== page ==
Since most of the farmers in our area work on a smaller scale, and have outside jobs, it does not appear the emergency loans that the USDA approved for Arkansas farmers because of the drought will be of much help.
But the Fulton and Izard County Farm Service Agency offices pride themselves in persuading a large number of farmers of the importance of signing up for crop insurance, to help cover losses when hay fields burn up. Many farmers, who have bailed 50 percent or less of their usual hay harvest, have already filed claims with the FSA, and it is likely they will eventually receive assistance through the insurance program.
That is yet another reason why the closing of the Fulton and Izard County FSA offices around Sept. 30 is so senseless. It is not like the two offices were just burning up money, doing nothing.
Many predict a lot of farmers in the two counties will drop out of valuable FSA programs, once Fulton County farmers are transferred to the Sharp County FSA office, and Izard County clients are served by Stone County. It is going to be inconvenient for many to find the time to drive to the other offices and take care of their business.
Bryan Guffey, whose family is the Fulton County Farm Family of the Year, put a sales pitch in for staying active in the FSA when he met with the news media last month.
When I asked him what he thought about the FSA office closings, he said, like most, he is disappointed that two offices that are well used and self sufficient are closing. He added, however, "It is going to be inconvenient, but the programs save you money, so I can't believe people won't still use them."
This year's drought is a good reminder to find the time to stay in touch with the agency. FSA offices are run by real people who live here -- not a bunch of bureaucrats in three piece suits.
Fulton County Sheriff Buck Foley told me last week he "is tickled to death," that, after less than two months of work, $15,000 has been raised to fund a Search and Rescue boat for his department.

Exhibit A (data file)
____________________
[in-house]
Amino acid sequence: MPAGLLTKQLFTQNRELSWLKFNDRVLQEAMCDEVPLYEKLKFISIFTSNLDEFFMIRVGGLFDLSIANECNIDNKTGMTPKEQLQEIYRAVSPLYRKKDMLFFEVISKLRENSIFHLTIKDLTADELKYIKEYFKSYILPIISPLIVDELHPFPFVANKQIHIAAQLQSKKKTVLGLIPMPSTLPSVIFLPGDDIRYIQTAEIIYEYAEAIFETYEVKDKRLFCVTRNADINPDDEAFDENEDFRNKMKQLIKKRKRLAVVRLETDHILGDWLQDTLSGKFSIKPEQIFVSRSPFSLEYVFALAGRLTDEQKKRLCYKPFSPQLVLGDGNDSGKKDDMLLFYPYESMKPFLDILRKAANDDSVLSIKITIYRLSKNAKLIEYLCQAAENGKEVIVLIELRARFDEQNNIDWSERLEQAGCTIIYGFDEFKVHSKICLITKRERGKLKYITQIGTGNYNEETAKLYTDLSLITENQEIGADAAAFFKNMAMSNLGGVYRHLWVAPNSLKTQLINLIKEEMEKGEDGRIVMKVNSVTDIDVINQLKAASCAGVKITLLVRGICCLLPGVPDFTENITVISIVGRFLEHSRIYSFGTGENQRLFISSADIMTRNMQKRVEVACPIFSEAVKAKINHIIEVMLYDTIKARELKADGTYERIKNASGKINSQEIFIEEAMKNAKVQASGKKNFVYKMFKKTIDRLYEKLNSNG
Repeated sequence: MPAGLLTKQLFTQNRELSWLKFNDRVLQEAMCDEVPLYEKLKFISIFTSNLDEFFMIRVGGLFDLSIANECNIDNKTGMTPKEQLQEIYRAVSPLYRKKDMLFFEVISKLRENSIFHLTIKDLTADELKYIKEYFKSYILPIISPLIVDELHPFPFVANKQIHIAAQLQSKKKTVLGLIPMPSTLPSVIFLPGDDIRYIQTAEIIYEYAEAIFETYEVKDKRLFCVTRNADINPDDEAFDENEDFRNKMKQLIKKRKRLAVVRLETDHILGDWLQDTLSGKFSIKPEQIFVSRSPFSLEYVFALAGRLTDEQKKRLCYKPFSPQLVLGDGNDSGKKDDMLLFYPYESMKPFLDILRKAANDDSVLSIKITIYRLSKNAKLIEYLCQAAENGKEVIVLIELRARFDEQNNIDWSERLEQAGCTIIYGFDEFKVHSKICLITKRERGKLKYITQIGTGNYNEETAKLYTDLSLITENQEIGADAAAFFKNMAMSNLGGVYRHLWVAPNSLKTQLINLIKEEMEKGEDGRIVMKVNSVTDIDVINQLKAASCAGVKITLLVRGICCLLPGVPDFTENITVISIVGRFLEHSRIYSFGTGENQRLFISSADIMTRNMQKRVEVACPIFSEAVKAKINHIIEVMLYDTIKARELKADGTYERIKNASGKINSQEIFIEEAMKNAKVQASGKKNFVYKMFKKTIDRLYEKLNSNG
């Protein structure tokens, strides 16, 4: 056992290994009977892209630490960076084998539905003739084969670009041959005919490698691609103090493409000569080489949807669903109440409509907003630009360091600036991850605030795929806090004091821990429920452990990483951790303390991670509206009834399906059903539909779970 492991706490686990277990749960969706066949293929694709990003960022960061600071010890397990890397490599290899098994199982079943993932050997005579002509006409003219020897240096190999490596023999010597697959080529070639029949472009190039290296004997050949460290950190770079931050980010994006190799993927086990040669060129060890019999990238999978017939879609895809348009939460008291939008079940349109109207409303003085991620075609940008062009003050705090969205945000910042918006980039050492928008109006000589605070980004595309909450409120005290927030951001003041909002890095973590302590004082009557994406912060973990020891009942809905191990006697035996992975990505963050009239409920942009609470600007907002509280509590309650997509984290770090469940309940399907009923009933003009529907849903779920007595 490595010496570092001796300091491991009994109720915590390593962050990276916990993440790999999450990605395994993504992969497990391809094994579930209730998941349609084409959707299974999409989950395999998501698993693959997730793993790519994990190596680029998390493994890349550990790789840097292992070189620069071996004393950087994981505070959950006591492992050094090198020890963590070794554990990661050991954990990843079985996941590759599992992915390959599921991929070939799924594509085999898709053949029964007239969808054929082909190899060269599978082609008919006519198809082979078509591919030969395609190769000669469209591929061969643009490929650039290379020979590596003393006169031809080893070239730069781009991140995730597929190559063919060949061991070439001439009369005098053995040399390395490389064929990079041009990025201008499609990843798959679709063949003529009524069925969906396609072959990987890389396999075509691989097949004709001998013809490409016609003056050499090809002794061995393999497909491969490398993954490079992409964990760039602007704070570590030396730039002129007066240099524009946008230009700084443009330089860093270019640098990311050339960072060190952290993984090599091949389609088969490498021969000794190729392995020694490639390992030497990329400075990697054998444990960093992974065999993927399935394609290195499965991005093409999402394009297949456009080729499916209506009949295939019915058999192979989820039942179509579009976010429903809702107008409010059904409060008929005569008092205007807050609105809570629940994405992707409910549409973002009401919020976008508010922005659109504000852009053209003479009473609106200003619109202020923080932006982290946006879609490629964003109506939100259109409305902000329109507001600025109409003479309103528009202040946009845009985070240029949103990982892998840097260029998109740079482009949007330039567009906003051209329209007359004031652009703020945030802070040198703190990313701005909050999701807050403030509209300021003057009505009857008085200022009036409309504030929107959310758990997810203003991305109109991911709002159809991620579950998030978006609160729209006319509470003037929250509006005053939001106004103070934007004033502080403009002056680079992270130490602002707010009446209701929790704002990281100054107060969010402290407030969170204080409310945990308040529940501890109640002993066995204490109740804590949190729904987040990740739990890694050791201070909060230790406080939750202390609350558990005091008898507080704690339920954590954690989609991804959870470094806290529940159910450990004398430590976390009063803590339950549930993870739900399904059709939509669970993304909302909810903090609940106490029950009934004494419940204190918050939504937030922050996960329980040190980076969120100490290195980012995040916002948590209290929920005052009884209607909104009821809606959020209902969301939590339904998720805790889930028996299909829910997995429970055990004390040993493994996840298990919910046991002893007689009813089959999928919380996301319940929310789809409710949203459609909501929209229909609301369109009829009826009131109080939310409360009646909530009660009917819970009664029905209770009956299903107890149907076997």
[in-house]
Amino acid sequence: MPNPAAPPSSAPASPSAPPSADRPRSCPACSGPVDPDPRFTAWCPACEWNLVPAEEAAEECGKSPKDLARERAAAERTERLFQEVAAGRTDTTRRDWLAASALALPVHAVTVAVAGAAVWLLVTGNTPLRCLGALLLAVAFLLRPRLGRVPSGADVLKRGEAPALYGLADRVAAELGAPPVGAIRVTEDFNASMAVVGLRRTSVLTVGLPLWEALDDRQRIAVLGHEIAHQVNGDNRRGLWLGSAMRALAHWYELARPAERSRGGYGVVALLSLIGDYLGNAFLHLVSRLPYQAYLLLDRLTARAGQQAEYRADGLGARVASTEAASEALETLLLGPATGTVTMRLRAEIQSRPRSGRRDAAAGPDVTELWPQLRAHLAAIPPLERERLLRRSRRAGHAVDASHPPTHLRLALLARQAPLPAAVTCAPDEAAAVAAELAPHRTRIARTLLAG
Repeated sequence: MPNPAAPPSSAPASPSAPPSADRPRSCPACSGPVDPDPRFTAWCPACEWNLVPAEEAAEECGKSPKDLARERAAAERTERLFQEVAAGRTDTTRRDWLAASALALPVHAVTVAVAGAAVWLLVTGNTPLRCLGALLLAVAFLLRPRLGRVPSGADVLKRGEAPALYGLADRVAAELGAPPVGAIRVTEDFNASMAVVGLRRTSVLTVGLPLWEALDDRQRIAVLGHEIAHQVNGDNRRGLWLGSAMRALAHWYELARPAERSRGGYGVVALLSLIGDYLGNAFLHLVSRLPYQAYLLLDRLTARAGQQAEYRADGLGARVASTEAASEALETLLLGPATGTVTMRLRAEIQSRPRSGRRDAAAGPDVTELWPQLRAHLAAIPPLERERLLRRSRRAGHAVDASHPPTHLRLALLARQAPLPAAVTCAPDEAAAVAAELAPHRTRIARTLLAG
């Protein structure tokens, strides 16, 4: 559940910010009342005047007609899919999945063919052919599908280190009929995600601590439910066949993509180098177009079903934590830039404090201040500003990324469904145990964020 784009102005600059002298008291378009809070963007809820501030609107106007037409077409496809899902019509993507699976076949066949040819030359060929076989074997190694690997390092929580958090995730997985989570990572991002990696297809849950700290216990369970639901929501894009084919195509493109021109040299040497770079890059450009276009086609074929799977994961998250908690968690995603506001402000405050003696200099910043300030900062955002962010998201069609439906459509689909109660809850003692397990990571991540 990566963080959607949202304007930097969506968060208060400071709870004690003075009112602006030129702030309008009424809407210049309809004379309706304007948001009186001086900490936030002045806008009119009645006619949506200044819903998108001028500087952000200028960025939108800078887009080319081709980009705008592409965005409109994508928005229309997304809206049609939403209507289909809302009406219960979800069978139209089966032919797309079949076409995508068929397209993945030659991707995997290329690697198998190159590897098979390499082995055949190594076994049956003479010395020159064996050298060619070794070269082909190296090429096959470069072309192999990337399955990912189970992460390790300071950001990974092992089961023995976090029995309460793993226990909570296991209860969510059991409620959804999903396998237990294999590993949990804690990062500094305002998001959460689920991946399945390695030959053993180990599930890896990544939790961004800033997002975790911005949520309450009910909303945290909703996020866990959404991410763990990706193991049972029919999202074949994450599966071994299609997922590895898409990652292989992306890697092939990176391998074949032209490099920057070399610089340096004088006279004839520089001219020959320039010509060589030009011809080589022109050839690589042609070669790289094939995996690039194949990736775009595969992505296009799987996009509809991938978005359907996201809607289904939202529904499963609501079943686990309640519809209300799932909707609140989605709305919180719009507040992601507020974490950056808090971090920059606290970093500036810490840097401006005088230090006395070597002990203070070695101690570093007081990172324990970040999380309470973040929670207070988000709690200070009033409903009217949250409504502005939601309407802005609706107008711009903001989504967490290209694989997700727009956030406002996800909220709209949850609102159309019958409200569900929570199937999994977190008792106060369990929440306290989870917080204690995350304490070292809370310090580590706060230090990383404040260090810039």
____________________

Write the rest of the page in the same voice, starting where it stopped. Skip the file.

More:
Skip Layne, the Area Operations Director for CenturyLink, drove all the way from Monette to present the $500 check that put the campaign "over the top" of its fundraising goal. Layne said his company gets many requests to help with community projects, and it can't assist everyone. But, after hearing of last spring's drowning tragedy and the county's need for a rescue boat, "It was something we (CenturyLink) needed to be involved with."
Layne said "It speaks well for the people in this part of the country" that so many got involved to quickly meet the community need.
Sheriff Foley agrees. He said people, like North Arkansas Electric's Jerry Estes, told him they were going to raise money for a boat, but he didn't expect them to work so hard, and for the money to come about so fast.
Foley has been shopping for a jet boat, but the ones he has found so far are a bit too long. He needs a smaller boat, since it will be used primarily on rivers. He will keep looking but expects the $15,000 to pay for the boat, motor, search lights and other accessories.
I was really saddened to learn of the death of Kenneth Ballman of Horseshoe Bend.
Ken and his wife, Mitzi, who are very involved in community organizations, are two of the first people I met when I started reporting for Areawide Media. They were great sources of story ideas and information as I got to know the community.
As I remember it, Ken retired from The Hartford Insurance Group years ago, and he and Mitzi bought a motor home and hit the road. They were footloose and fancy free with no fixed address for several years, until they visited a friend in Horseshoe Bend and decided to locate there.
Ken helped start the Regional Economic Development Board for our area, and worked hard for years to help develop a system to try to recruit business to the area. It was a tough job with mixed results, but he never gave up. Ken also served five terms on the Izard County Quorum Court, and, when it appeared that Horseshoe Bend was going to lose its ambulance base, the former volunteer firefighter and first responder led the fight to reverse that decision.
He also flipped pancakes at the Kiwanis Club's annual pancake breakfast, belonged to a long, long list of other clubs, sang with the Blenders Choral group and helped Mitzi as she ran the community theater.
People willing to get so involved in community activities are hard to come by. He will be missed. I hope people let him know how much he was appreciated, while he was still with us.
My condolences to Mitzi and her family.